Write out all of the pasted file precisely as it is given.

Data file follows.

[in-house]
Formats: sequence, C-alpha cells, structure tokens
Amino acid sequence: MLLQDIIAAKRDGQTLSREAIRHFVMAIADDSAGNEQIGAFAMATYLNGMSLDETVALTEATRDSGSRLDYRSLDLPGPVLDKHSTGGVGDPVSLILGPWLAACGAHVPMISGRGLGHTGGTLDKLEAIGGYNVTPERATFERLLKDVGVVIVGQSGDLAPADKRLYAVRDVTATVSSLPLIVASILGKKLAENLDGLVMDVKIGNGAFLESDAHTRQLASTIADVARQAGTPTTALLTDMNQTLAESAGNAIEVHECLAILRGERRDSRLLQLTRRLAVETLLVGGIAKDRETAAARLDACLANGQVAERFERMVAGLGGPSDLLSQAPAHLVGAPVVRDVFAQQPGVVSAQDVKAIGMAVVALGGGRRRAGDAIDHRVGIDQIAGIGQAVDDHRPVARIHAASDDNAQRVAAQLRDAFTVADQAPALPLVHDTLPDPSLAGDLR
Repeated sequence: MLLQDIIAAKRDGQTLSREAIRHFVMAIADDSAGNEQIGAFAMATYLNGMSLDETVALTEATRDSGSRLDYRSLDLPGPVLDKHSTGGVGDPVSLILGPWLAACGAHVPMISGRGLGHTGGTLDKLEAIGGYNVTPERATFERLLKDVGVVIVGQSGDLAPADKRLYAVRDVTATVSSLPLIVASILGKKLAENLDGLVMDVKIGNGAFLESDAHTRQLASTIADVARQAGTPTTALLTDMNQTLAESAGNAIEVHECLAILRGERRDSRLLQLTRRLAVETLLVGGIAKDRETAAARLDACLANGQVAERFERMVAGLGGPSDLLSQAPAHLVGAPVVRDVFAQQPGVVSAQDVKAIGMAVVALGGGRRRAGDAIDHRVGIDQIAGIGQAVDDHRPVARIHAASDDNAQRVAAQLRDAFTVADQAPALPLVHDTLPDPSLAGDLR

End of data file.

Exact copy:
[in-house]
Formats: sequence, C-alpha cells, structure tokens
Amino acid sequence: MLLQDIIAAKRDGQTLSREAIRHFVMAIADDSAGNEQIGAFAMATYLNGMSLDETVALTEATRDSGSRLDYRSLDLPGPVLDKHSTGGVGDPVSLILGPWLAACGAHVPMISGRGLGHTGGTLDKLEAIGGYNVTPERATFERLLKDVGVVIVGQSGDLAPADKRLYAVRDVTATVSSLPLIVASILGKKLAENLDGLVMDVKIGNGAFLESDAHTRQLASTIADVARQAGTPTTALLTDMNQTLAESAGNAIEVHECLAILRGERRDSRLLQLTRRLAVETLLVGGIAKDRETAAARLDACLANGQVAERFERMVAGLGGPSDLLSQAPAHLVGAPVVRDVFAQQPGVVSAQDVKAIGMAVVALGGGRRRAGDAIDHRVGIDQIAGIGQAVDDHRPVARIHAASDDNAQRVAAQLRDAFTVADQAPALPLVHDTLPDPSLAGDLR
Repeated sequence: MLLQDIIAAKRDGQTLSREAIRHFVMAIADDSAGNEQIGAFAMATYLNGMSLDETVALTEATRDSGSRLDYRSLDLPGPVLDKHSTGGVGDPVSLILGPWLAACGAHVPMISGRGLGHTGGTLDKLEAIGGYNVTPERATFERLLKDVGVVIVGQSGDLAPADKRLYAVRDVTATVSSLPLIVASILGKKLAENLDGLVMDVKIGNGAFLESDAHTRQLASTIADVARQAGTPTTALLTDMNQTLAESAGNAIEVHECLAILRGERRDSRLLQLTRRLAVETLLVGGIAKDRETAAARLDACLANGQVAERFERMVAGLGGPSDLLSQAPAHLVGAPVVRDVFAQQPGVVSAQDVKAIGMAVVALGGGRRRAGDAIDHRVGIDQIAGIGQAVDDHRPVARIHAASDDNAQRVAAQLRDAFTVADQAPALPLVHDTLPDPSLAGDLR